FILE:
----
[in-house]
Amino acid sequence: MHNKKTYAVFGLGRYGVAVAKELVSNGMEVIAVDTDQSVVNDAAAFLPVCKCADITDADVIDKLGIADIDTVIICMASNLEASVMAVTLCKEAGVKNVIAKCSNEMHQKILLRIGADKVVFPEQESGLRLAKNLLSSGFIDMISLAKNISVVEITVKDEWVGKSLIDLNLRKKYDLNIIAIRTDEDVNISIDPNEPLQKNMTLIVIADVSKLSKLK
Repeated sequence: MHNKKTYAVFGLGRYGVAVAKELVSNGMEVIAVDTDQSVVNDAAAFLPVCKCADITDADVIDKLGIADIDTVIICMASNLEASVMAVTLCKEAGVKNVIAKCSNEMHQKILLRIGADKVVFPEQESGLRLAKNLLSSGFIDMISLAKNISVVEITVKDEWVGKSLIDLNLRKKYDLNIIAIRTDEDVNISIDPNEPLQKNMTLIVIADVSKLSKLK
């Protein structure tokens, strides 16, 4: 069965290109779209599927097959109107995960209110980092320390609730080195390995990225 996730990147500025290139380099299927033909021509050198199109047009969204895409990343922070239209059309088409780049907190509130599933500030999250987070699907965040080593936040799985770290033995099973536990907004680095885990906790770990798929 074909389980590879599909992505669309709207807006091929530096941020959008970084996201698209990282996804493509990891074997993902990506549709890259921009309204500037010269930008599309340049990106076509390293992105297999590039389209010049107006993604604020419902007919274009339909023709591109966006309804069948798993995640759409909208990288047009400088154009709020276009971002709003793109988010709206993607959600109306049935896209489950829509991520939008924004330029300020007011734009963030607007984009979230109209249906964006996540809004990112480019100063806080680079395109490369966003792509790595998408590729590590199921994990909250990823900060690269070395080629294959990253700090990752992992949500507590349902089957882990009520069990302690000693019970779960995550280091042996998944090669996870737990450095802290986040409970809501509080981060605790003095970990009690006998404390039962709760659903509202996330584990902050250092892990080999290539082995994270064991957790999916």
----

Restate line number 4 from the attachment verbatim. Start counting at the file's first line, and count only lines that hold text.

């Protein structure tokens, strides 16, 4: 069965290109779209599927097959109107995960209110980092320390609730080195390995990225 996730990147500025290139380099299927033909021509050198199109047009969204895409990343922070239209059309088409780049907190509130599933500030999250987070699907965040080593936040799985770290033995099973536990907004680095885990906790770990798929 074909389980590879599909992505669309709207807006091929530096941020959008970084996201698209990282996804493509990891074997993902990506549709890259921009309204500037010269930008599309340049990106076509390293992105297999590039389209010049107006993604604020419902007919274009339909023709591109966006309804069948798993995640759409909208990288047009400088154009709020276009971002709003793109988010709206993607959600109306049935896209489950829509991520939008924004330029300020007011734009963030607007984009979230109209249906964006996540809004990112480019100063806080680079395109490369966003792509790595998408590729590590199921994990909250990823900060690269070395080629294959990253700090990752992992949500507590349902089957882990009520069990302690000693019970779960995550280091042996998944090669996870737990450095802290986040409970809501509080981060605790003095970990009690006998404390039962709760659903509202996330584990902050250092892990080999290539082995994270064991957790999916």